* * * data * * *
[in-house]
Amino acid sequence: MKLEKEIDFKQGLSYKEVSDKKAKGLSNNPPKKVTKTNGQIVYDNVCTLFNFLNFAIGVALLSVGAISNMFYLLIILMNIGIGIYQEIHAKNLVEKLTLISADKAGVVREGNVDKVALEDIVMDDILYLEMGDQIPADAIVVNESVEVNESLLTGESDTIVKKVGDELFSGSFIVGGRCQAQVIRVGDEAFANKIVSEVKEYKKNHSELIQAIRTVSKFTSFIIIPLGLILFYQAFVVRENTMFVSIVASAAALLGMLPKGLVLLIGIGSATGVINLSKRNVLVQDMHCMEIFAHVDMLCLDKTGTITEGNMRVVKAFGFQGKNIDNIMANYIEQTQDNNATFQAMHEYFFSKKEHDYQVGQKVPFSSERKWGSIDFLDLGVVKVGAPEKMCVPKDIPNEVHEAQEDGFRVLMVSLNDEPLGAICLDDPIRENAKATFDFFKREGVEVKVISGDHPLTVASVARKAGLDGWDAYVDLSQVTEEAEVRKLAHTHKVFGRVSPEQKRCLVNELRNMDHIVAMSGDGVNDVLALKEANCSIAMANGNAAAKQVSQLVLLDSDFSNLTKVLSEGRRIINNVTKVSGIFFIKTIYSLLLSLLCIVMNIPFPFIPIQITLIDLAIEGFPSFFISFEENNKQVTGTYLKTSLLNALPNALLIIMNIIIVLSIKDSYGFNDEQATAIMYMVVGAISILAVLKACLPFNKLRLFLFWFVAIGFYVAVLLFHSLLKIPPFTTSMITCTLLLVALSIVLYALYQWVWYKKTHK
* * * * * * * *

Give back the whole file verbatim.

[in-house]
Amino acid sequence: MKLEKEIDFKQGLSYKEVSDKKAKGLSNNPPKKVTKTNGQIVYDNVCTLFNFLNFAIGVALLSVGAISNMFYLLIILMNIGIGIYQEIHAKNLVEKLTLISADKAGVVREGNVDKVALEDIVMDDILYLEMGDQIPADAIVVNESVEVNESLLTGESDTIVKKVGDELFSGSFIVGGRCQAQVIRVGDEAFANKIVSEVKEYKKNHSELIQAIRTVSKFTSFIIIPLGLILFYQAFVVRENTMFVSIVASAAALLGMLPKGLVLLIGIGSATGVINLSKRNVLVQDMHCMEIFAHVDMLCLDKTGTITEGNMRVVKAFGFQGKNIDNIMANYIEQTQDNNATFQAMHEYFFSKKEHDYQVGQKVPFSSERKWGSIDFLDLGVVKVGAPEKMCVPKDIPNEVHEAQEDGFRVLMVSLNDEPLGAICLDDPIRENAKATFDFFKREGVEVKVISGDHPLTVASVARKAGLDGWDAYVDLSQVTEEAEVRKLAHTHKVFGRVSPEQKRCLVNELRNMDHIVAMSGDGVNDVLALKEANCSIAMANGNAAAKQVSQLVLLDSDFSNLTKVLSEGRRIINNVTKVSGIFFIKTIYSLLLSLLCIVMNIPFPFIPIQITLIDLAIEGFPSFFISFEENNKQVTGTYLKTSLLNALPNALLIIMNIIIVLSIKDSYGFNDEQATAIMYMVVGAISILAVLKACLPFNKLRLFLFWFVAIGFYVAVLLFHSLLKIPPFTTSMITCTLLLVALSIVLYALYQWVWYKKTHK